More than 30 million people moved out of the slums in Latin America since 2000, according to a recent U.N.-Habitat report.

Argentina and Colombia experienced the biggest reductions, with 40% of their poor climbing out of poverty in the last 10 years, joining a swelling lower-middle class.

As these people continue to move out of poverty they will have a huge impact on the already growing economies. With that comes increased demand for everything from cars to homes to wireless phones.

Here are some highlights of increased consumer demand …

— Brazilian auto production rose from to 3.1 million units in 2009, up 41% in five years (while U.S. car production dropped 53% in the same time span).

— The country had 8.4 million paid TV homes at the end of June. The accumulated growth in the first six months of the year is 12%.

— Retail sales in Brazil were up 11.4% in the first seven months of 2010 compared to the same period last year.

— More than 85% of Brazil’s population lives in urban areas, creating massive demand for new housing.

— And more!

And while Brazil may be the largest economy in Latin America, other emerging Latin American economies are showing even faster growth. The IMF projects 2011 GDP gains of 6% or more for Argentina, Peru and Chile.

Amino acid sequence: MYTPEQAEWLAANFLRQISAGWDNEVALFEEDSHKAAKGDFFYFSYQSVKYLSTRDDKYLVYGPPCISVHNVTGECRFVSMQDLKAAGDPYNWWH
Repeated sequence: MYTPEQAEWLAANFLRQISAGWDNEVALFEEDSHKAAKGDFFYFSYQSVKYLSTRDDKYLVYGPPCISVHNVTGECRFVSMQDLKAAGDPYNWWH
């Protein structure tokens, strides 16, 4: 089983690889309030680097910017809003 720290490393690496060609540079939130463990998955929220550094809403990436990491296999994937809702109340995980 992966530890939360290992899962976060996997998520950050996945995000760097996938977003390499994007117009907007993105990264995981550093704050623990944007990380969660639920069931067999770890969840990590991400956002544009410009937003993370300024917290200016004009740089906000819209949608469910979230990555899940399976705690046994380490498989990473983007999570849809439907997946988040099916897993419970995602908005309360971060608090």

Speaking of Chile …

— Chile has reduced its poverty rate from 45% of the population in the late 1980s, to around 14% in 2009.

— Chile now has one of the most developed mortgage markets in Latin America, representing 20% of GDP, up from 12% in 2002.  

— Chile’s retail sales are expanding at better than 13% annually.

Indeed, if Latin America can keep up the growth of the past few years — as I fully expect it will — income per person will double by 2025, to an average of $22,000.

Already, the emerging middle class of Latin America is aspiring to what is called “The six Cs”: A casa, carro, cellular, computadora, cable y cinema (a home of one’s own, a car, a cell phone, a computer, cable or satellite television and trips to the cinema.)

Reason #3:
The Trillion Dollar Boom In Emerging Markets Infrastructure

Just over a year ago, CIBC World Markets predicted worldwide government spending on public works projects would total $35 trillion over the next 20 years.